Aphids usually attack certain varieties of young Thujas. If you do not actually notice the aphid itself you soon become aware of the black sooty mould that is created on your plant. This mould is a fungus that forms in the sugar like excretion deposited by the aphids. Aphids excrete this to attract ants, the ants then protect the aphids from other predators. Ants sometimes cover the stems of effected plants in a crust of soil or potting mix, this also protects the aphid.
The ants do no harm, the sooty mould looks more unsightly than it is harmful, but if left unattended Aphids will eventually suck the life out of an effected plant.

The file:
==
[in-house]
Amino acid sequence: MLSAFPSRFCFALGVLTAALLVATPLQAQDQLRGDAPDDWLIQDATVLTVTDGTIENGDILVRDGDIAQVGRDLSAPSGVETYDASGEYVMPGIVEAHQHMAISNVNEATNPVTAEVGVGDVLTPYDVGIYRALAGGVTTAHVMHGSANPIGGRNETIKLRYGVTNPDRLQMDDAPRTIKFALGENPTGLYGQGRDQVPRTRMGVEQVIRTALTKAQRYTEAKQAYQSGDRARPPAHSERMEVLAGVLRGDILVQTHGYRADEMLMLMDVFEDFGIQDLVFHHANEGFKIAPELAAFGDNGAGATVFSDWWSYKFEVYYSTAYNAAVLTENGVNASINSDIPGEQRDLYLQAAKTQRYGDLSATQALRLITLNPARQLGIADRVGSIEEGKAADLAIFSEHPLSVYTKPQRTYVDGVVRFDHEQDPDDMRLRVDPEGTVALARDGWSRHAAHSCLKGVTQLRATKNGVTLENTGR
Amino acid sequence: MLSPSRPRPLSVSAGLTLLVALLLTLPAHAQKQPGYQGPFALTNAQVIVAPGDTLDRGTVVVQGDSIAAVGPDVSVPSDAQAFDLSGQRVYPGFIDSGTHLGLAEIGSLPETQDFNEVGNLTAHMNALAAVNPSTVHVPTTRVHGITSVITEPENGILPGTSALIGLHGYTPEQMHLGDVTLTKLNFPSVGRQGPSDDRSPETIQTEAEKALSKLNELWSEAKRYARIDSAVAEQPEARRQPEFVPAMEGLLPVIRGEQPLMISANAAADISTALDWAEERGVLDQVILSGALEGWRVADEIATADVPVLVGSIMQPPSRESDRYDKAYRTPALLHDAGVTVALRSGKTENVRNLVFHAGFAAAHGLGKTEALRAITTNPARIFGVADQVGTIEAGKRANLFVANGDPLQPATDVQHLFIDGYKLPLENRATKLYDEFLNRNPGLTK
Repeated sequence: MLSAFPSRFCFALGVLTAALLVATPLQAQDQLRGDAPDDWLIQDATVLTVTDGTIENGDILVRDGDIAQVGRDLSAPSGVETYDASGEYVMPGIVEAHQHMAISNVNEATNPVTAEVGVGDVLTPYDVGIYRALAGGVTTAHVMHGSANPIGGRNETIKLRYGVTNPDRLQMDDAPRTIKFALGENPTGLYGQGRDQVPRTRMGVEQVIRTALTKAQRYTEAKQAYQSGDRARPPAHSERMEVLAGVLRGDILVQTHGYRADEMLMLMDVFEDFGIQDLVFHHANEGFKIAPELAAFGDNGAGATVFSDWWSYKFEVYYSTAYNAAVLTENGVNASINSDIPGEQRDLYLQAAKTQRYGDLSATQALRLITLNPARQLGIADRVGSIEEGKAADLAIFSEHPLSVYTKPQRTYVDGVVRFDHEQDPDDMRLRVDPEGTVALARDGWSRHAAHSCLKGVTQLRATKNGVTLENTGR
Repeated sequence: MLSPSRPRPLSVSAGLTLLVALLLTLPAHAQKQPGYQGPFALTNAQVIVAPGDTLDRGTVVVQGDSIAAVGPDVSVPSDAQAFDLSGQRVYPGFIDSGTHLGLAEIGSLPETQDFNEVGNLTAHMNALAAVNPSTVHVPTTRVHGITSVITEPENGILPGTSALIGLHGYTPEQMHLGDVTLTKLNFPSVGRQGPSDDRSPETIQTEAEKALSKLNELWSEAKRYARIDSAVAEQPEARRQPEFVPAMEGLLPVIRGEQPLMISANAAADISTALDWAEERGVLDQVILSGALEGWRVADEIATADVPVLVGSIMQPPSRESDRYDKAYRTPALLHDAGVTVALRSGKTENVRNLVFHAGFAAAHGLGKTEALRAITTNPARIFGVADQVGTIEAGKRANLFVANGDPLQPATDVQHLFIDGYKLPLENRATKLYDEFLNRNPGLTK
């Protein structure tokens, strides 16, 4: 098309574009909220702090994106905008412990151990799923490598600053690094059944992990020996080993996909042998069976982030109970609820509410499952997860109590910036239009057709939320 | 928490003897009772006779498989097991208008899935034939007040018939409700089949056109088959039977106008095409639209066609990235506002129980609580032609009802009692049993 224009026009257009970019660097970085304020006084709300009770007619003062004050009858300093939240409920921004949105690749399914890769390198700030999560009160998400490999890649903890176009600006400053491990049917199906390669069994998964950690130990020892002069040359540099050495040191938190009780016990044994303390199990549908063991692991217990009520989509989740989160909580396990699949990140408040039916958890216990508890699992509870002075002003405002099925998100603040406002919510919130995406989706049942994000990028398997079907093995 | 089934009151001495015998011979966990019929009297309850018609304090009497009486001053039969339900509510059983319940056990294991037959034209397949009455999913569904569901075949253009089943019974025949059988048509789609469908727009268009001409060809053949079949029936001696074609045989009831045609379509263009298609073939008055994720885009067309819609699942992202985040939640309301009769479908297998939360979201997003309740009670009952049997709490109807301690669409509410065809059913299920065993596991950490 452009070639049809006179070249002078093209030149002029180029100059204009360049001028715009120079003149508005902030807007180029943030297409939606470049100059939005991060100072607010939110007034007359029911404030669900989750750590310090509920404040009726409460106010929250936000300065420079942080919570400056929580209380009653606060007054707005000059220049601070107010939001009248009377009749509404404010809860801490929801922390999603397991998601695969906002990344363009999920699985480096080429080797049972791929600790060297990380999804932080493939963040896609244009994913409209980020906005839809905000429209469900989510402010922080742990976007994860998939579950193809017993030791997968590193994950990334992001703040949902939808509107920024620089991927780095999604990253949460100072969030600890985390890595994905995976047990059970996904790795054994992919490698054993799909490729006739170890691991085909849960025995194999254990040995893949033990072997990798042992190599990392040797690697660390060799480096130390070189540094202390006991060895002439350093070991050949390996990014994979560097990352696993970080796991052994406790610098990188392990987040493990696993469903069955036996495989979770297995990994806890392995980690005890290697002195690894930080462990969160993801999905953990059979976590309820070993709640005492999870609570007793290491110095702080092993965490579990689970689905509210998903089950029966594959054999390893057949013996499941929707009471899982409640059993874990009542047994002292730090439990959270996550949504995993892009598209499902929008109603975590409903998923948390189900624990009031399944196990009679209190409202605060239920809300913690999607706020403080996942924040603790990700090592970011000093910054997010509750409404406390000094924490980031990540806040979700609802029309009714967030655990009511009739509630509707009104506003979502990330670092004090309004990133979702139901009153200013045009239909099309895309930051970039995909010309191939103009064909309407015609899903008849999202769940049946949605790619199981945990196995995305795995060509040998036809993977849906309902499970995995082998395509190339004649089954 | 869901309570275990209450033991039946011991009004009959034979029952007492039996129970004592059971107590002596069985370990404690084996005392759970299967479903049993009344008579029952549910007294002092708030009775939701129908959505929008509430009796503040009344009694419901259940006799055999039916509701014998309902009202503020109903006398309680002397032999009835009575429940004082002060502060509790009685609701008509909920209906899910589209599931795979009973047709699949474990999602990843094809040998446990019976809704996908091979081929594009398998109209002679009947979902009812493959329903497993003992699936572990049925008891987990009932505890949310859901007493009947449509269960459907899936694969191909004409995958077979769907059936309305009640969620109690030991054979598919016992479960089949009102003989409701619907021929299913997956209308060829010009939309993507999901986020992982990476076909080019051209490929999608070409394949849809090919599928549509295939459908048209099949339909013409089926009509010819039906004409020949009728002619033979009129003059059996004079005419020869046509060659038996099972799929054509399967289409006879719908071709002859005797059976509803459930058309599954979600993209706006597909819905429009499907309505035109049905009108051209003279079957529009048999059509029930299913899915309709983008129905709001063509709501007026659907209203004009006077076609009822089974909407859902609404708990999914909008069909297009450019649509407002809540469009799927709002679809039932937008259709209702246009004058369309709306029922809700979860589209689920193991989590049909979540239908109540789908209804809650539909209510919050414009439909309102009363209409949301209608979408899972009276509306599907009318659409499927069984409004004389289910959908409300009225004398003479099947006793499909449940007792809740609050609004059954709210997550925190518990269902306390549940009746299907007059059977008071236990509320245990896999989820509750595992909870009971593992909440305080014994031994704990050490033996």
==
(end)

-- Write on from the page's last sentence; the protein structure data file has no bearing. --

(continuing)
A quick application of one of a number of contact or systemic type insecticides will do the trick.
Ask your resident nursery person as to which one you should use. Again use the one least harmful to yourself and the environment. Read all instructions carefully and use appropriate personal protection.
Here at the nursery we use Scott's Procide. (see disclaimer) This spray has been designed with low toxicity in mind, making it more environmental and people friendly.
Once the aphid threat has been taken care of, the sooty mould can be washed off the effected plant using a solution of soapy water and hose pressure. (You may have to do this a few times).